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Boxer Bullied

by Laurence Chilcott

Suitable for Key Stage 3


To establish that being bullied does not mean you are weak or there’s something with you (SEAL theme 3: Say no to bullying).

Preparation and materials

  • Have available some photos of Joe Calzaghe and the means to display them during the assembly (check copyright).
  • Have available the song ‘We will rock you’ by Queen, ‘Eye of the tiger’ by Survivor or the theme tune from the film Rocky and the means to play it at the end of the assembly.


  1. Thirteen-year-old Joe proudly held the trophy above his head. The crowds were clapping and cheering and Joe was on top of the world – he’d won his first Amateur Boxing Association (ABA) title! He’d been boxing since he was nine and had tremendous talent and potential.

    That was Saturday. By Sunday he was feeling sick and crying at the thought of going to school.

  2. Work too hard for him? Didn’t get on with the teachers? No – he was being bullied. 

    For no reason that he could understand his friends had turned against him and were making his life a misery. For nearly two years, he was teased and taunted, called names and blanked by people he thought were his friends. 

    Sometimes they ganged up on him and, although he could have fought and beaten any one of his tormentors, in a gang they were brave enough to taunt him. 

    Joe turned from a happy, outgoing boy into a withdrawn individual, lacking in confidence and unable to concentrate on his work.

  3. The ‘Joe’ I have been telling you about is Joe Calzaghe, who, in 1995, was named Young Boxer of the Year and, in 2007, was voted BBC Sports Personality of the Year. He became a CBE in 2008 and, in 2009, retired as undefeated world super middleweight champion after 46 bouts. 

    When Joe retired, it was 27 years after he had first been bullied, but he never forgot the torment he suffered as a boy. So, when he retired from the ring, he became a patron of the charity BeatBullying.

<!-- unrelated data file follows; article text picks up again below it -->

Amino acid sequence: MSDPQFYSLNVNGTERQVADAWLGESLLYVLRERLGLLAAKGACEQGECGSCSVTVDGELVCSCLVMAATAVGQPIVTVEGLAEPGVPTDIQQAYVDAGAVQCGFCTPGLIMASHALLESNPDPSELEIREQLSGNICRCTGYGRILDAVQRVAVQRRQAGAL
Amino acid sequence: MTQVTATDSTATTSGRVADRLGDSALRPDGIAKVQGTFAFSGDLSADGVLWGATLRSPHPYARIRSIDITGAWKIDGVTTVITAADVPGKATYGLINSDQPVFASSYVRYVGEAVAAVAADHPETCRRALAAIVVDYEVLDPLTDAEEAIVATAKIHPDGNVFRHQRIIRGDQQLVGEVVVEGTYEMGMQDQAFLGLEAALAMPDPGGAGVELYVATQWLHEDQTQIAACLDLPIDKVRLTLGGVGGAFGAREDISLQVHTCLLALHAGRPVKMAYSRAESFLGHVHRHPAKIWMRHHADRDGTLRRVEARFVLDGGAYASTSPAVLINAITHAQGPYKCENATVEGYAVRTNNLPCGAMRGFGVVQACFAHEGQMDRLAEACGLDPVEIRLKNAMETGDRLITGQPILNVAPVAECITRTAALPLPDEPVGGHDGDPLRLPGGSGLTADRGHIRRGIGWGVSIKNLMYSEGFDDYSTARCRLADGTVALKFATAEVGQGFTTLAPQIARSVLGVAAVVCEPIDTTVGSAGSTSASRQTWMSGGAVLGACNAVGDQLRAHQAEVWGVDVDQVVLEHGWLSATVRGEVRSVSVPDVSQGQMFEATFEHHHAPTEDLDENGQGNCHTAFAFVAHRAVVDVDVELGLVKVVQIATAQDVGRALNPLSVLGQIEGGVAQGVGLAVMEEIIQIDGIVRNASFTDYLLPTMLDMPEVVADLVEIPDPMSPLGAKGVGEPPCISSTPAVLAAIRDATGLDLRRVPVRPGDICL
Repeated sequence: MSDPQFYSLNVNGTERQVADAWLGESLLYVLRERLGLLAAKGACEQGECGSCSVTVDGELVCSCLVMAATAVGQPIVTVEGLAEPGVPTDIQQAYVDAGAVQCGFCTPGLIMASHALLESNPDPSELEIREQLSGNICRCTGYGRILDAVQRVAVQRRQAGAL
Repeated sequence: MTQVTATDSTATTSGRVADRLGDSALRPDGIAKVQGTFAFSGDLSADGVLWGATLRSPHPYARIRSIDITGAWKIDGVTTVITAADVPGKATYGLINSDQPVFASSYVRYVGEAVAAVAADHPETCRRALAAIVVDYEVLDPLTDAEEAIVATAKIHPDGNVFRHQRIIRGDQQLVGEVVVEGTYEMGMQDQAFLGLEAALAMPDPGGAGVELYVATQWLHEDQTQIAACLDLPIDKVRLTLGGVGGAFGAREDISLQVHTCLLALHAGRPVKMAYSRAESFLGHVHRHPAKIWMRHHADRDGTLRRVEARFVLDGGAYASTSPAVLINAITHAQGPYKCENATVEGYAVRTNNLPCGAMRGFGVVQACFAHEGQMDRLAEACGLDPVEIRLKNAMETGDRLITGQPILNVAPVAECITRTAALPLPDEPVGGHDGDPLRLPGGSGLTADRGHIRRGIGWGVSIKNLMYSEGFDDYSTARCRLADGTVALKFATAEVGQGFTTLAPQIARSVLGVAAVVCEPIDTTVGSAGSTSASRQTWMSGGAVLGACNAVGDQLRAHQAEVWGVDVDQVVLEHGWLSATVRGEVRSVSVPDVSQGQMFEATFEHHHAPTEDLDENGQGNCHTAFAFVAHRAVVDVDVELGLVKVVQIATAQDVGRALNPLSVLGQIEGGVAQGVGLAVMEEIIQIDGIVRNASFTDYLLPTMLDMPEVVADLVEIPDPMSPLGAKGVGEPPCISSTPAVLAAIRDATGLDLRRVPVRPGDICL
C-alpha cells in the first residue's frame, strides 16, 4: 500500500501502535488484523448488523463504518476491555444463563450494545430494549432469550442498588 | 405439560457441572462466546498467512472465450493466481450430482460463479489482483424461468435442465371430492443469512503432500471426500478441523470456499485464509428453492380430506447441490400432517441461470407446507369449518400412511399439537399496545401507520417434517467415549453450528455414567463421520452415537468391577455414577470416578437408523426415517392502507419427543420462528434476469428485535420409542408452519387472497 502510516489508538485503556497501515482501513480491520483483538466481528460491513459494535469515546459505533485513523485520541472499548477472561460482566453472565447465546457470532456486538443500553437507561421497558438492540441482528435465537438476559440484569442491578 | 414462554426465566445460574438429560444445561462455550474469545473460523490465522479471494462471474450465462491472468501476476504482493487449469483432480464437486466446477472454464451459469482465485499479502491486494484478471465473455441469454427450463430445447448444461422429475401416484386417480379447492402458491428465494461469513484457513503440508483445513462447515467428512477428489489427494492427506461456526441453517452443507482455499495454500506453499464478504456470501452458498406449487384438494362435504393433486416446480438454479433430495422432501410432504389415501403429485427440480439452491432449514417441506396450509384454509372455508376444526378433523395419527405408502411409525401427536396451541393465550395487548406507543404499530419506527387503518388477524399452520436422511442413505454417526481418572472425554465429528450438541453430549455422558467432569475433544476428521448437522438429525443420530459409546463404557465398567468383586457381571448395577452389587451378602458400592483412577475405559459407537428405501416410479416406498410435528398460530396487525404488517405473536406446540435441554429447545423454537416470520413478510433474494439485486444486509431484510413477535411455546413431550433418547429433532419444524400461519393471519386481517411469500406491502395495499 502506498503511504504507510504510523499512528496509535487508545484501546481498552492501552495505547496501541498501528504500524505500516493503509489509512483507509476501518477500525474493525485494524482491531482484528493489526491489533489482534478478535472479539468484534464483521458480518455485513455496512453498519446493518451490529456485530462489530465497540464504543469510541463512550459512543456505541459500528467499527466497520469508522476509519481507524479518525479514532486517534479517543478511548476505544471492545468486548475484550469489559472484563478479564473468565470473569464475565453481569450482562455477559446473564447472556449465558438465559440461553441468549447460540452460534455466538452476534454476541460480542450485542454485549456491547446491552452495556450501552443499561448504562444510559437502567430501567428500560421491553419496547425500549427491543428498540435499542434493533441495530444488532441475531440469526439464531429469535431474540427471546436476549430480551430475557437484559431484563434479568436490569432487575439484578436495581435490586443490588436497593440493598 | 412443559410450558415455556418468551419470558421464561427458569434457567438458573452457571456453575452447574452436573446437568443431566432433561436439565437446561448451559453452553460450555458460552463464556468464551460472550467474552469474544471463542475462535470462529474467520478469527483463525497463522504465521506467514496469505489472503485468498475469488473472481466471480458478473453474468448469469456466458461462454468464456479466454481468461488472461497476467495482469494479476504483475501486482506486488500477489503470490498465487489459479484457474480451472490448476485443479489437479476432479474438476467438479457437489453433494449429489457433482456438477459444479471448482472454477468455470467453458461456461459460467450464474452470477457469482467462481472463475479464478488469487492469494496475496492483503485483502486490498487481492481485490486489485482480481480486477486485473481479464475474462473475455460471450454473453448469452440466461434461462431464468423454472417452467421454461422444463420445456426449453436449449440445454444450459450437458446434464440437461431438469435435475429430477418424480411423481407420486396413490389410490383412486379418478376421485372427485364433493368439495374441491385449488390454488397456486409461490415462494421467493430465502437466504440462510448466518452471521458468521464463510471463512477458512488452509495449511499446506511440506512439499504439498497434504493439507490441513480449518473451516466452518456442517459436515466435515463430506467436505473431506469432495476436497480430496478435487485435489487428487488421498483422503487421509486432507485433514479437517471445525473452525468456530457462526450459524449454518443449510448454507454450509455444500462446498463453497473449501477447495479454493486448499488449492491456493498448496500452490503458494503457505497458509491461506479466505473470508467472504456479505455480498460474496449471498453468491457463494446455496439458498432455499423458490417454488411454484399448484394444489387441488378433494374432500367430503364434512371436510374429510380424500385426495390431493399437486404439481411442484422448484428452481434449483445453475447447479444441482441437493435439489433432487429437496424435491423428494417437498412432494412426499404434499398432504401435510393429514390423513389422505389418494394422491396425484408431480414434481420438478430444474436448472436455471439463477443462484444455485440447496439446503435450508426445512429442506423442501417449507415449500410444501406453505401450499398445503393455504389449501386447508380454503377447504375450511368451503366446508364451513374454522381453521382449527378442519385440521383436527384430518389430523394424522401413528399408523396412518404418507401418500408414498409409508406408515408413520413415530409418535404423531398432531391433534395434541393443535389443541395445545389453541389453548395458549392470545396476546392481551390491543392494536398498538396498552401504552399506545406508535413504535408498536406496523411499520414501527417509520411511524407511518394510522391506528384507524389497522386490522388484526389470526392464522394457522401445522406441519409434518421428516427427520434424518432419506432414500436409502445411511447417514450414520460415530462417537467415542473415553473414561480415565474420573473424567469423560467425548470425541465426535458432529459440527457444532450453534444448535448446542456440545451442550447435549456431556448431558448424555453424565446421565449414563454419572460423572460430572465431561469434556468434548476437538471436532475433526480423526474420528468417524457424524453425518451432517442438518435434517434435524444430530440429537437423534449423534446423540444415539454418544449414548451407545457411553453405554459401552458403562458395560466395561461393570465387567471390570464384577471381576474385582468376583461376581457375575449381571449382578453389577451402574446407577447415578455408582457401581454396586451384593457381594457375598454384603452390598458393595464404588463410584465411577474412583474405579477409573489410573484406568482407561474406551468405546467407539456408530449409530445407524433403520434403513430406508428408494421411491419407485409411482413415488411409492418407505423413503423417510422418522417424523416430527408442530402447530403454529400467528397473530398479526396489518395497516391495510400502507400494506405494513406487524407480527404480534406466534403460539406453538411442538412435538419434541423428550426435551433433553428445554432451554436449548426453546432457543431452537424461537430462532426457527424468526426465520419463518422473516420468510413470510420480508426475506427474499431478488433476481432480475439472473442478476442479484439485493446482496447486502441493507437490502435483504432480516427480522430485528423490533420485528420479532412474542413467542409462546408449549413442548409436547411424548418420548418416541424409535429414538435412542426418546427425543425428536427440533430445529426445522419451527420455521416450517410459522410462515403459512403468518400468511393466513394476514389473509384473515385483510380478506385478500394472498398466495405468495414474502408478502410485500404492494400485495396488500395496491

He urges children to speak up and not be embarrassed about asking for help. He had a fearsome reputation as a boxer, but he knows it takes courage to admit that you are being bullied. His experience proves that victims of bullying aren’t weak or useless and it is certainly not their fault.

  4. Bullies are often sad individuals who may envy what others have or can do. They enjoy having power over their victims, but often need the support of a group to enforce it. Nobody really likes them, but they may go along with them because they are afraid of becoming victims themselves. Bullying is never acceptable and no one should feel that they have to accept it.

  5. You can do your part to eradicate bullying from this school by supporting the measures we have in place. If you are bullied, report it. If you witness bullying, report it. If you are a bully, think about why you feel the need to do it; understand, too, that there will be consequences if you continue to do so.

Time for reflection

Although physically tough and courageous, Joe still suffered the fear and anxiety of bullying. Consider the difference between mental and physical toughness and how everyone deep down needs to feel accepted, valued and liked.

Is boxing barbaric and outdated or one of the few remaining sporting contests that truly test the courage, skill and fitness of two evenly matched opponents?

Consider this golden rule: ‘Do to others as you would have them do to you’ (Luke 6.31, NRSV).


Father God, 
Help us today to consider the feelings of others. 
We pray for the courage to speak up if we see bullying taking place and seek help if we are being bullied ourselves. 
Forgive us if there have been times when we have deliberately hurt or upset someone else.
Help us to try and live by the rule Jesus taught us and treat others as we would like to be treated ourselves. 


‘We will rock you’ by Queen
'Eye of the tiger’ by Survivor
Theme tune from the film Rocky

Publication date: October 2014   (Vol.16 No.10)    Published by SPCK, London, UK.
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